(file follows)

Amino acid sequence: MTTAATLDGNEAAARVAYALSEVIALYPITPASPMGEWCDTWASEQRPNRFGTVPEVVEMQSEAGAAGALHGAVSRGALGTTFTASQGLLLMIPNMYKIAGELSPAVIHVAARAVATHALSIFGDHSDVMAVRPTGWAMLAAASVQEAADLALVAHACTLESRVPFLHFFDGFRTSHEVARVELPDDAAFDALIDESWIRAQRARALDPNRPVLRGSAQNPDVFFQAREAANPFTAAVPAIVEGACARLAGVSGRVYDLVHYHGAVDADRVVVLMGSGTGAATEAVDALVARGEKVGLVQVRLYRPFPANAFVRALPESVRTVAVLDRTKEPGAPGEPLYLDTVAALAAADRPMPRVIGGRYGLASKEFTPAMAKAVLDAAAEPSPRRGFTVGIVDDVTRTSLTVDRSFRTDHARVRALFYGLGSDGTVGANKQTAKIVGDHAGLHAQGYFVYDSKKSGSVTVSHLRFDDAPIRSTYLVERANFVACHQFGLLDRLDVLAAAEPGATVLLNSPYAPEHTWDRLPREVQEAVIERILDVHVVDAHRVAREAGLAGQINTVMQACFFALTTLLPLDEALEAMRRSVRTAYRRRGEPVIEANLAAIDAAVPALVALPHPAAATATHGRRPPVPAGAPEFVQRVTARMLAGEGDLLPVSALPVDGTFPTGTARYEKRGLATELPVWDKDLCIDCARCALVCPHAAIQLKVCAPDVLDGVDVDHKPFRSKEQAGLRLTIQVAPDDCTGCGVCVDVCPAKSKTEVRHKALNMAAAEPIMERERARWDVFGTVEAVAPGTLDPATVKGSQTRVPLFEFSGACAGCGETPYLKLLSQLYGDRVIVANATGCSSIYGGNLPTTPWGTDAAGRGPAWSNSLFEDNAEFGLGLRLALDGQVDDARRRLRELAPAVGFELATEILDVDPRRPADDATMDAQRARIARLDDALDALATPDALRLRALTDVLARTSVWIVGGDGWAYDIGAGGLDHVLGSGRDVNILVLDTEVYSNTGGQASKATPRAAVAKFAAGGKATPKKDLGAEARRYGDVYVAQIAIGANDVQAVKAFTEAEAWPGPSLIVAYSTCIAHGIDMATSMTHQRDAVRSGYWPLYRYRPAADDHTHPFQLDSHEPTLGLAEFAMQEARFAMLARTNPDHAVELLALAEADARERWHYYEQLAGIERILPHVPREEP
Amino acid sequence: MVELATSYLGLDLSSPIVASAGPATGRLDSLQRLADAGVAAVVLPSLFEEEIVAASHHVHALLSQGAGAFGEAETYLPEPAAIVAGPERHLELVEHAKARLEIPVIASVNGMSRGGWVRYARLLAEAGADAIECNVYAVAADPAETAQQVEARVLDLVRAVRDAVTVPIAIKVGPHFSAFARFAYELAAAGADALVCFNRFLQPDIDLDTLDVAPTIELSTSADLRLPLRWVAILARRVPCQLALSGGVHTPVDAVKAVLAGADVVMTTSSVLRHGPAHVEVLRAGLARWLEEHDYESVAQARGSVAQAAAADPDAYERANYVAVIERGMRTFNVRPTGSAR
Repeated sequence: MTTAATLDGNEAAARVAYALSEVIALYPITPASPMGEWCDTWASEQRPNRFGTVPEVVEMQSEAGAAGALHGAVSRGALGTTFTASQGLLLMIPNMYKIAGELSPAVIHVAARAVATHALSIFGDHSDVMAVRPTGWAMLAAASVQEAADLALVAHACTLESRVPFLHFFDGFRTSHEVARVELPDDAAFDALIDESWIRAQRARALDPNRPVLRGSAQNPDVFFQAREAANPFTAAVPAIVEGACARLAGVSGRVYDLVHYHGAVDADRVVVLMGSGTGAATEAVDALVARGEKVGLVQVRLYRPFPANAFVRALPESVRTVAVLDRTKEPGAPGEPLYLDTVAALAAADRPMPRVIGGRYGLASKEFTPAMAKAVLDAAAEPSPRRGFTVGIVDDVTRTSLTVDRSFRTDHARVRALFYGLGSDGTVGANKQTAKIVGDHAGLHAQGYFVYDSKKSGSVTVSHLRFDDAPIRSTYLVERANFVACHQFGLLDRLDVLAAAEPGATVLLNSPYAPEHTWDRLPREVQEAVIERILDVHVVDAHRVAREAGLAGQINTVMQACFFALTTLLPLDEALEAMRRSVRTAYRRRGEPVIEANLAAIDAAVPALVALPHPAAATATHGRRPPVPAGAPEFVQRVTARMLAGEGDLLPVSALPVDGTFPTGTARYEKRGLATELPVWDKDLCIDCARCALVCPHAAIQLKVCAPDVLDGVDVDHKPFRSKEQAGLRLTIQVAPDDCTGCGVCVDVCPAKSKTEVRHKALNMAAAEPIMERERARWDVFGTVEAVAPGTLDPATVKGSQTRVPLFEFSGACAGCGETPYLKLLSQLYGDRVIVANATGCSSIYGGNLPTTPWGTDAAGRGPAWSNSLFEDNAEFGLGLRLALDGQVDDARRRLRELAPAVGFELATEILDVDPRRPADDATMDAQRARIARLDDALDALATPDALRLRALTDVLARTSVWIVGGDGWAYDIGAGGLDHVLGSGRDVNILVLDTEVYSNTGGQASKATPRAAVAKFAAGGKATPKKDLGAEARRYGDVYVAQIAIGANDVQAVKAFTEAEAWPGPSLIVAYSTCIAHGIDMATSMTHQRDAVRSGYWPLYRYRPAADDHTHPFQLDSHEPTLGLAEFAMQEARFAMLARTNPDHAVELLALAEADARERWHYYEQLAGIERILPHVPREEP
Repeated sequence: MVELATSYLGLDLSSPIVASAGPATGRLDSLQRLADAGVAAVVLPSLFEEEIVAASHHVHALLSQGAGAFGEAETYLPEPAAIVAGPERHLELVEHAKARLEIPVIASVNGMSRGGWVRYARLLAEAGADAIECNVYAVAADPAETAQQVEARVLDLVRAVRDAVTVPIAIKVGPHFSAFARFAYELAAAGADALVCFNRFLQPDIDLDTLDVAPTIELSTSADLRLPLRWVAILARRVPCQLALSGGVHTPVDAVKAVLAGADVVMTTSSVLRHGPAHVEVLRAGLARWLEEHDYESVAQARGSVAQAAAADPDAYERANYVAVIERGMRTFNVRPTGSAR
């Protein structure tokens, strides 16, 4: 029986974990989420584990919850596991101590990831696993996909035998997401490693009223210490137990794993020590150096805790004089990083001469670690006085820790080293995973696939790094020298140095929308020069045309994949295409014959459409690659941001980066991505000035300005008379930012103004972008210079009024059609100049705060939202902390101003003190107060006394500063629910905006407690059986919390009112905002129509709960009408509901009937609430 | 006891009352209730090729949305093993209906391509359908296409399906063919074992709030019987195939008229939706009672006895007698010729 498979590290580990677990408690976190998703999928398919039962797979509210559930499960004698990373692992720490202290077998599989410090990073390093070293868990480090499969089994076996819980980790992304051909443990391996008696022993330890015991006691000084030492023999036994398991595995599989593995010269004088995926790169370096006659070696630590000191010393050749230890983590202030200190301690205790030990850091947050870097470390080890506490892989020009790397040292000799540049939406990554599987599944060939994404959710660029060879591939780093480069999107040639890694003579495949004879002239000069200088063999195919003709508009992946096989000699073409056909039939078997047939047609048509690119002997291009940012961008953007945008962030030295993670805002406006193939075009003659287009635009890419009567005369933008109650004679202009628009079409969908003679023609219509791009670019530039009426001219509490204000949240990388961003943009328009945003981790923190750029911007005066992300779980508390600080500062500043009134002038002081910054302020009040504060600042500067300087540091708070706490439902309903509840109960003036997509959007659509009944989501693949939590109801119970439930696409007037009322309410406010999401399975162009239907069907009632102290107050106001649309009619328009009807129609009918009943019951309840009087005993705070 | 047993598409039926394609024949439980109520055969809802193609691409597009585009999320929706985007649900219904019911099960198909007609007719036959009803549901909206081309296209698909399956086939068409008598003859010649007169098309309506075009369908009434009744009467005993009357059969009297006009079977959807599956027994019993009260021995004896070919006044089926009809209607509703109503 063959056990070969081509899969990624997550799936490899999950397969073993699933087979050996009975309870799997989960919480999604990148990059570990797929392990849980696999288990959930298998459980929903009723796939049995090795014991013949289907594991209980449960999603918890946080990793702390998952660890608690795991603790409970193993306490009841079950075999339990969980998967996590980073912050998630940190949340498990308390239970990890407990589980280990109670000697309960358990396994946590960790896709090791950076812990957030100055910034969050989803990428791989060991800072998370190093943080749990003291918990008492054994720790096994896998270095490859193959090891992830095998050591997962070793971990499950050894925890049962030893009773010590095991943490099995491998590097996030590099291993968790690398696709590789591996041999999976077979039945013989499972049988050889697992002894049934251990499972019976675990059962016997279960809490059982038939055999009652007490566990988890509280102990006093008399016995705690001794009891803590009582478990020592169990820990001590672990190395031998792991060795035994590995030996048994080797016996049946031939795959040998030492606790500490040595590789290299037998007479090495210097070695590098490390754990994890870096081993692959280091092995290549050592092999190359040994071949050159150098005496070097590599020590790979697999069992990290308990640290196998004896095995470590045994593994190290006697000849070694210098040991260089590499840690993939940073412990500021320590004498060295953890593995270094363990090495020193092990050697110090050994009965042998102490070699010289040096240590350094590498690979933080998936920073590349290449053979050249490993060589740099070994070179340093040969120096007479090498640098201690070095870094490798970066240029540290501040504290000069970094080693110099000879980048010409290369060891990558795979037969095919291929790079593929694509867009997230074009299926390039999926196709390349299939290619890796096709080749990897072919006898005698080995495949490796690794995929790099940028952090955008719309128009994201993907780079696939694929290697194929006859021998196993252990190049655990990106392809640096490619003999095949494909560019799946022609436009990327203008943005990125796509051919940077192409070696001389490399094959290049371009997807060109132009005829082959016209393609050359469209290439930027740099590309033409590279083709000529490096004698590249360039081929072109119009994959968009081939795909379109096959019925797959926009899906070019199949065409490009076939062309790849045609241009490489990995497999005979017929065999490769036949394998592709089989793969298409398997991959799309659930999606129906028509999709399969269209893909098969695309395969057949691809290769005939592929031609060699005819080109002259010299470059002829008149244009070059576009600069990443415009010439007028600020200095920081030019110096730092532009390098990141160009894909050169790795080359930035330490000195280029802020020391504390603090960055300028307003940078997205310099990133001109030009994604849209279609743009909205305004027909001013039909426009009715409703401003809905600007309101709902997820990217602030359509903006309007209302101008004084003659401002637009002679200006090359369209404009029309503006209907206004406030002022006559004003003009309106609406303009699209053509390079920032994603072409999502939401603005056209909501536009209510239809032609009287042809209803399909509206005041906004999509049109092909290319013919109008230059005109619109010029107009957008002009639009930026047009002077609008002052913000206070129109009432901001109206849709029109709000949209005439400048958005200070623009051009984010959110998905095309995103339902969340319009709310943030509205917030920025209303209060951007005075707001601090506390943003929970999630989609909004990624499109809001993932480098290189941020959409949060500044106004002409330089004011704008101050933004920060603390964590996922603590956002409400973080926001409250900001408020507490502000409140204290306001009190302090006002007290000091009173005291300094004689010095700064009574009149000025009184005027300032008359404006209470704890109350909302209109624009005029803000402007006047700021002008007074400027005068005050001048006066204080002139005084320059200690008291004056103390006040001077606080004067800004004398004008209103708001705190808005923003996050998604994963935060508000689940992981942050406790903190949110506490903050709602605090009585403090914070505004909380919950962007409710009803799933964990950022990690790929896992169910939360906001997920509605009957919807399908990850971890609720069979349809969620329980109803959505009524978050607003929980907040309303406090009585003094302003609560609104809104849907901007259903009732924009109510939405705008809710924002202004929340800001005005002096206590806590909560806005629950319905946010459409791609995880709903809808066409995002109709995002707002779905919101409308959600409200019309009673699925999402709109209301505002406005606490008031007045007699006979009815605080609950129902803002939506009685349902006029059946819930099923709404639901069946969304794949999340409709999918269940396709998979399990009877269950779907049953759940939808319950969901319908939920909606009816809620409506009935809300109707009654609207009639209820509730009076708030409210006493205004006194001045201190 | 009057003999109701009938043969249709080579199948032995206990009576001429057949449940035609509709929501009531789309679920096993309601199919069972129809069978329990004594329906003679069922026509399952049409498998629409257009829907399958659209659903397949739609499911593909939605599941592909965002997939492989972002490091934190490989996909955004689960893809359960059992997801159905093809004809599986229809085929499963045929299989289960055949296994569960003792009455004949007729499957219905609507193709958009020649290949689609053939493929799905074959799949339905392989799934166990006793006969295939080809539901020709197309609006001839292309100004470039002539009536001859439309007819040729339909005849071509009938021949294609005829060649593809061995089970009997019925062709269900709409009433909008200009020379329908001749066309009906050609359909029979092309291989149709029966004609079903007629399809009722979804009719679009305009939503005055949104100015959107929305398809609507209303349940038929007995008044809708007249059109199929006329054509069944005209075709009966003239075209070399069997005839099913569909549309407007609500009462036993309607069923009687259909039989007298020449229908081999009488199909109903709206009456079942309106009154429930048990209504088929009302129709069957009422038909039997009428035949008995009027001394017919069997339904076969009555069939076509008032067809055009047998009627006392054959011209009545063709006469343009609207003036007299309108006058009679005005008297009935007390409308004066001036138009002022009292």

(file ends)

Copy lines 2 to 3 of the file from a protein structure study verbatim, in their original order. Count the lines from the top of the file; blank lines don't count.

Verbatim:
Amino acid sequence: MVELATSYLGLDLSSPIVASAGPATGRLDSLQRLADAGVAAVVLPSLFEEEIVAASHHVHALLSQGAGAFGEAETYLPEPAAIVAGPERHLELVEHAKARLEIPVIASVNGMSRGGWVRYARLLAEAGADAIECNVYAVAADPAETAQQVEARVLDLVRAVRDAVTVPIAIKVGPHFSAFARFAYELAAAGADALVCFNRFLQPDIDLDTLDVAPTIELSTSADLRLPLRWVAILARRVPCQLALSGGVHTPVDAVKAVLAGADVVMTTSSVLRHGPAHVEVLRAGLARWLEEHDYESVAQARGSVAQAAAADPDAYERANYVAVIERGMRTFNVRPTGSAR
Repeated sequence: MTTAATLDGNEAAARVAYALSEVIALYPITPASPMGEWCDTWASEQRPNRFGTVPEVVEMQSEAGAAGALHGAVSRGALGTTFTASQGLLLMIPNMYKIAGELSPAVIHVAARAVATHALSIFGDHSDVMAVRPTGWAMLAAASVQEAADLALVAHACTLESRVPFLHFFDGFRTSHEVARVELPDDAAFDALIDESWIRAQRARALDPNRPVLRGSAQNPDVFFQAREAANPFTAAVPAIVEGACARLAGVSGRVYDLVHYHGAVDADRVVVLMGSGTGAATEAVDALVARGEKVGLVQVRLYRPFPANAFVRALPESVRTVAVLDRTKEPGAPGEPLYLDTVAALAAADRPMPRVIGGRYGLASKEFTPAMAKAVLDAAAEPSPRRGFTVGIVDDVTRTSLTVDRSFRTDHARVRALFYGLGSDGTVGANKQTAKIVGDHAGLHAQGYFVYDSKKSGSVTVSHLRFDDAPIRSTYLVERANFVACHQFGLLDRLDVLAAAEPGATVLLNSPYAPEHTWDRLPREVQEAVIERILDVHVVDAHRVAREAGLAGQINTVMQACFFALTTLLPLDEALEAMRRSVRTAYRRRGEPVIEANLAAIDAAVPALVALPHPAAATATHGRRPPVPAGAPEFVQRVTARMLAGEGDLLPVSALPVDGTFPTGTARYEKRGLATELPVWDKDLCIDCARCALVCPHAAIQLKVCAPDVLDGVDVDHKPFRSKEQAGLRLTIQVAPDDCTGCGVCVDVCPAKSKTEVRHKALNMAAAEPIMERERARWDVFGTVEAVAPGTLDPATVKGSQTRVPLFEFSGACAGCGETPYLKLLSQLYGDRVIVANATGCSSIYGGNLPTTPWGTDAAGRGPAWSNSLFEDNAEFGLGLRLALDGQVDDARRRLRELAPAVGFELATEILDVDPRRPADDATMDAQRARIARLDDALDALATPDALRLRALTDVLARTSVWIVGGDGWAYDIGAGGLDHVLGSGRDVNILVLDTEVYSNTGGQASKATPRAAVAKFAAGGKATPKKDLGAEARRYGDVYVAQIAIGANDVQAVKAFTEAEAWPGPSLIVAYSTCIAHGIDMATSMTHQRDAVRSGYWPLYRYRPAADDHTHPFQLDSHEPTLGLAEFAMQEARFAMLARTNPDHAVELLALAEADARERWHYYEQLAGIERILPHVPREEP